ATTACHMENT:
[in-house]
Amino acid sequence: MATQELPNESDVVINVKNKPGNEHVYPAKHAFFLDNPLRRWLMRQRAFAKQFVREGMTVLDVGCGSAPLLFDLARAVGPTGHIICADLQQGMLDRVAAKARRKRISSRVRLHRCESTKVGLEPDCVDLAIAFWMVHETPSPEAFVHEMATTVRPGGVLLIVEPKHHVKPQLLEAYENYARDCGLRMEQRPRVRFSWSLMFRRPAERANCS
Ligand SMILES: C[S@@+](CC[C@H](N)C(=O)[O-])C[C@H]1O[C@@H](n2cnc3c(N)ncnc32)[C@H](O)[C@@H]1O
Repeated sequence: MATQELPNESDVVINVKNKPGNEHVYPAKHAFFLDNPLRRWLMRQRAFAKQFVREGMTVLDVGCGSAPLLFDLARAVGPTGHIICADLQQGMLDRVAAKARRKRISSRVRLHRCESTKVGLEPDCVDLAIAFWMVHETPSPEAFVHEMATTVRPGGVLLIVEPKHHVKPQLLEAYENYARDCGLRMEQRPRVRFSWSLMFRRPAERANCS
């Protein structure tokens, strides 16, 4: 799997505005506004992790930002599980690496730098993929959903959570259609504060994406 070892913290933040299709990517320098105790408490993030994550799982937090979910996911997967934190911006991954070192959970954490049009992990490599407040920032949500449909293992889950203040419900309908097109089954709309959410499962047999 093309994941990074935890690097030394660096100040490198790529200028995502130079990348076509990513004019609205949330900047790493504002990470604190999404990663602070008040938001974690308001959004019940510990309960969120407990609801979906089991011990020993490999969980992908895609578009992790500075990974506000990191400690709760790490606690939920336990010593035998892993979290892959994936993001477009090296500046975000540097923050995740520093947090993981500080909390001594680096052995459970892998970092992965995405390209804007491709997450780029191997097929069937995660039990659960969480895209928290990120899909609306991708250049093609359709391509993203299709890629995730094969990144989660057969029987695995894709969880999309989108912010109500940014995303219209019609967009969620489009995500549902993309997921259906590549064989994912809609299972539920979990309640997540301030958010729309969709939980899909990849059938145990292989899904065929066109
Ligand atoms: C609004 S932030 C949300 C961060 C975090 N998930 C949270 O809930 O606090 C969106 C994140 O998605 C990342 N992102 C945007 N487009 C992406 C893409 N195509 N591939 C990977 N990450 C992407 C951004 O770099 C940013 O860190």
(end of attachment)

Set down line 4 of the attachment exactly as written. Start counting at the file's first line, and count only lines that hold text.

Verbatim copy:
Repeated sequence: MATQELPNESDVVINVKNKPGNEHVYPAKHAFFLDNPLRRWLMRQRAFAKQFVREGMTVLDVGCGSAPLLFDLARAVGPTGHIICADLQQGMLDRVAAKARRKRISSRVRLHRCESTKVGLEPDCVDLAIAFWMVHETPSPEAFVHEMATTVRPGGVLLIVEPKHHVKPQLLEAYENYARDCGLRMEQRPRVRFSWSLMFRRPAERANCS